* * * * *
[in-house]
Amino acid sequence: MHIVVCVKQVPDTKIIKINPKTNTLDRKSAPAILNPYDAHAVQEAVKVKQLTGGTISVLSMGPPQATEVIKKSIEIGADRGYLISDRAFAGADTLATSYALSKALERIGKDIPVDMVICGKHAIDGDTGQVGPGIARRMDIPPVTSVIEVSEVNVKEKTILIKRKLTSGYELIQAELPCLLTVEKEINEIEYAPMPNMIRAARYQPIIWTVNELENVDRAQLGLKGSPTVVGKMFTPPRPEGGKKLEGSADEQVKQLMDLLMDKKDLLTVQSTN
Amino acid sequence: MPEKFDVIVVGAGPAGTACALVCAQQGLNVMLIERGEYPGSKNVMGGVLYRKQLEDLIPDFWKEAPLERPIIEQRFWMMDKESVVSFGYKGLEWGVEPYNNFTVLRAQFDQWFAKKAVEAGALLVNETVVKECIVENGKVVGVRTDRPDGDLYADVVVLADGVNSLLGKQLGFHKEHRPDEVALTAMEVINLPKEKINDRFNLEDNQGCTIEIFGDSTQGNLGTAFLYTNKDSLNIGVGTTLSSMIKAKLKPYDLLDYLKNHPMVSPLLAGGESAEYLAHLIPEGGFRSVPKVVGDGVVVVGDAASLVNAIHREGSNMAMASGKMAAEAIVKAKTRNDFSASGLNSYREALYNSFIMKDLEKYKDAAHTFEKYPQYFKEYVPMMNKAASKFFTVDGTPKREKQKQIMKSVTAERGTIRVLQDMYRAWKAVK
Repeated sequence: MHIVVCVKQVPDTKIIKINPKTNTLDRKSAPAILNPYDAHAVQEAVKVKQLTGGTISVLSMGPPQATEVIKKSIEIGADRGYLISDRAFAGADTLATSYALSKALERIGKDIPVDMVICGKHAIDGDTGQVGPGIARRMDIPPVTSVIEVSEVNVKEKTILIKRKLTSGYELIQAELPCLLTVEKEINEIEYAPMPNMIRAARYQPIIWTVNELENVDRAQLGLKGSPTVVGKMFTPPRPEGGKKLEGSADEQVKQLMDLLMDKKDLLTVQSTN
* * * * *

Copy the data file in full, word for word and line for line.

[in-house]
Amino acid sequence: MHIVVCVKQVPDTKIIKINPKTNTLDRKSAPAILNPYDAHAVQEAVKVKQLTGGTISVLSMGPPQATEVIKKSIEIGADRGYLISDRAFAGADTLATSYALSKALERIGKDIPVDMVICGKHAIDGDTGQVGPGIARRMDIPPVTSVIEVSEVNVKEKTILIKRKLTSGYELIQAELPCLLTVEKEINEIEYAPMPNMIRAARYQPIIWTVNELENVDRAQLGLKGSPTVVGKMFTPPRPEGGKKLEGSADEQVKQLMDLLMDKKDLLTVQSTN
Amino acid sequence: MPEKFDVIVVGAGPAGTACALVCAQQGLNVMLIERGEYPGSKNVMGGVLYRKQLEDLIPDFWKEAPLERPIIEQRFWMMDKESVVSFGYKGLEWGVEPYNNFTVLRAQFDQWFAKKAVEAGALLVNETVVKECIVENGKVVGVRTDRPDGDLYADVVVLADGVNSLLGKQLGFHKEHRPDEVALTAMEVINLPKEKINDRFNLEDNQGCTIEIFGDSTQGNLGTAFLYTNKDSLNIGVGTTLSSMIKAKLKPYDLLDYLKNHPMVSPLLAGGESAEYLAHLIPEGGFRSVPKVVGDGVVVVGDAASLVNAIHREGSNMAMASGKMAAEAIVKAKTRNDFSASGLNSYREALYNSFIMKDLEKYKDAAHTFEKYPQYFKEYVPMMNKAASKFFTVDGTPKREKQKQIMKSVTAERGTIRVLQDMYRAWKAVK
Repeated sequence: MHIVVCVKQVPDTKIIKINPKTNTLDRKSAPAILNPYDAHAVQEAVKVKQLTGGTISVLSMGPPQATEVIKKSIEIGADRGYLISDRAFAGADTLATSYALSKALERIGKDIPVDMVICGKHAIDGDTGQVGPGIARRMDIPPVTSVIEVSEVNVKEKTILIKRKLTSGYELIQAELPCLLTVEKEINEIEYAPMPNMIRAARYQPIIWTVNELENVDRAQLGLKGSPTVVGKMFTPPRPEGGKKLEGSADEQVKQLMDLLMDKKDLLTVQSTN